The zero-cross type thyristor has the following two main effects. First, in performing the ON/OFF control of AC power of an commercially available frequency by a thyristor which is not of a zero-cross type, when the thyristor is turned on at the phase of a high value AC voltage (depending on a load), noise generally occurs due to by a rush current or a transient voltage. This would cause a malfunction of an LSI circuit, an IC logic circuit, etc. provided near the thyristor or give an electromagnetic trouble, such as a radio or TV noise problem to electronic appliances. The zero-cross circuit has an effect to significantly suppress the electromagnetic trouble. The second effect is such that with a thyristor designed to have a high gate sensitivity, the high gate sensitivity is given only when the AC voltage VAK is at the phase of the zero-cross portion, and the thyristor has a so-called cathode-emitter short-circuit structure at other phases to thereby significantly reduce the gate sensitivity. As a result, the dV/dt withstandability is improved.

The Zener diode 14 is provided to protect the gate insulating film of the MOSFET 13. This is because the thickness of the gate insulating film of the MOSFET 13 is determined mainly by the desired threshold voltage Vth and cannot be set sufficiently thick to prevent the dielectric breakdown. In other words, the diode 14 having a Zener voltage smaller than the dielectric breakdown voltage of the gate insulating film is provided between the gate of the MOSFET 13 and the cathode K of the thyristor 11, so that when an abnormal voltage exceeding the Zener voltage is applied, it is broken down to be led to the cathode K.

The output voltage of the voltage pickup circuit 15 (voltage at the common node between the capacitors C1 and C2) is substantially equal to the reciprocal ratio of the capacitors C1 and C2 with respect to the anode-cathode voltage VAK of the thyristor 11. When the voltage VAK is small, the capacitance of the depletion layer at the PN junction of the capacitor Cl is very large, and the gate voltage of the MOSFET 13 is substantially equal to the voltage VAK. This gate voltage (the same as the output voltage of the voltage pickup circuit 15) will hereinafter be denoted by VP.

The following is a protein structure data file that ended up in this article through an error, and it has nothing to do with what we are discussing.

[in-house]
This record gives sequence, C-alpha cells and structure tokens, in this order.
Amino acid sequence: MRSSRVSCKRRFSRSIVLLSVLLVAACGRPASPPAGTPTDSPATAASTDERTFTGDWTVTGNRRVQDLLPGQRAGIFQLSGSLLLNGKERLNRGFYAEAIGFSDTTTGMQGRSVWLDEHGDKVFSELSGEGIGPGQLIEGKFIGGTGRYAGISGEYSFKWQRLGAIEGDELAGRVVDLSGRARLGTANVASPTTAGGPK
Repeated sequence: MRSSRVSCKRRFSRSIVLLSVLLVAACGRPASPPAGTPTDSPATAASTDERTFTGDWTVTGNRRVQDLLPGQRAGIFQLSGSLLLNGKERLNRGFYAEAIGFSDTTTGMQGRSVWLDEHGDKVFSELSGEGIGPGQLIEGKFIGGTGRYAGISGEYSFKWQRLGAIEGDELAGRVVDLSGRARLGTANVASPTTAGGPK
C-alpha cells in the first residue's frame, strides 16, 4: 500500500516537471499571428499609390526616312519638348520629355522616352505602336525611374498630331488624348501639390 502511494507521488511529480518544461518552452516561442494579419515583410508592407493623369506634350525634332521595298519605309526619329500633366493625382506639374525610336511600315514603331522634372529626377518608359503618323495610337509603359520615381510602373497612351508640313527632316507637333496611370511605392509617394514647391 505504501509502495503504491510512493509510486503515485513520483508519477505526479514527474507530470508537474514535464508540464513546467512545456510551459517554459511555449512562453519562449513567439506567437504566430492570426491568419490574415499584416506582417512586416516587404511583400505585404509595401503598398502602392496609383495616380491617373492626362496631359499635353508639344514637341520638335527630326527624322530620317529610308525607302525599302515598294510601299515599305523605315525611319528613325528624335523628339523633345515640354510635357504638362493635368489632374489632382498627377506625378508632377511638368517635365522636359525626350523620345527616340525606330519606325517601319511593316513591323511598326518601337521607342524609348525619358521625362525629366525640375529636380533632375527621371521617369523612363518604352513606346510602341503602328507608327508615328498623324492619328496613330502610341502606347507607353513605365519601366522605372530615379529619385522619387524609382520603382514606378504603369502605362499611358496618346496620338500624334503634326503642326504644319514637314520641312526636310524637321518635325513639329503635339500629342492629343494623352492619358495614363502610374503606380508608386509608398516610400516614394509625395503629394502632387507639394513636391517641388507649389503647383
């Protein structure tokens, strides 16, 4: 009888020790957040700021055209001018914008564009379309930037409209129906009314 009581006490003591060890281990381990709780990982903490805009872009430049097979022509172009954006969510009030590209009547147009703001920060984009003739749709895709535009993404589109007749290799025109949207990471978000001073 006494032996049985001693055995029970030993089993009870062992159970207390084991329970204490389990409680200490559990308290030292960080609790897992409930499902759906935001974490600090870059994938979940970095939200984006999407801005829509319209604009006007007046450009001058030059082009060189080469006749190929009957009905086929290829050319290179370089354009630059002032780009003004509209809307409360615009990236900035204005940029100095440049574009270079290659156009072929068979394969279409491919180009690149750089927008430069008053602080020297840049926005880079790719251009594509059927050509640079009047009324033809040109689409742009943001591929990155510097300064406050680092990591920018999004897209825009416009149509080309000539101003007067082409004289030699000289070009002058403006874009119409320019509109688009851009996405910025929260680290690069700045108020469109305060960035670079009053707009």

In the above-described zero-cross type photo-trigger thyristor 11 exists a specific characteristic representing the build-up rate dVAK/dt of the maximum anode-cathode voltage VAK for the photo-trigger thyristor 11 to be turned on at the zero-cross portion (this characteristic will be hereinafter called "dV/dt ON characteristic"). When the build-up rate of the anode-cathode voltage VAK becomes equal to or greater than the value of this dV/dt ON characteristic, the gate voltage VP of the MOSFET 13 reaches the threshold voltage Vth before the photo-trigger thyristor 11 becomes completely on, i.e., before the conducting current reaches a latching current, thus turning on the MOSFET 13. Consequently, the photo-trigger thyristor 11 cannot be turned on a minute gate current such as an optical trigger signal current. Such a dV/dt ON characteristic has a strong correction with the voltage VAK (hereinafter called "voltage VW"), at which the MOSFET 13 starts being driven and which is determined by Vth of the MOSFET 13 or VP/VAK or the like. Accordingly, the dV/dt ON characteristic has a trade-off relation with the dV/dt withstandability, one of the basic characteristics of a thyristor. Conventionally, therefore, if the voltage VW is increased to improve the dV/dt ON characteristic, the dV/dt withstandability tends to decrease, and when the voltage VW is reduced to improve the dV/dt withstandability, the dV/dt ON characteristic decreases.

As described above, in a zero-cross type photo-trigger thyristor exists a specific characteristic representing the maximum VAK voltage build-up rate for the photo-trigger thyristor to be turned on at the zero-cross portion, i.e., the dV/dt ON characteristic. It is desirable that the value of the dV/dt ON characteristic be as large as possible, and the voltage VW is wanted to be larger. In contrast, in order to improve the dV/dt withstandability of the photo-trigger thyristor, it is desirable to turn on the MOSFET by as small a voltage VAK as possible with a contradictory request to make the value of the dV/dt ON characteristic smaller. Conventionally, however, it is difficult to satisfy both a large value of the dV/dt ON characteristic and a high dV/dt withstandability.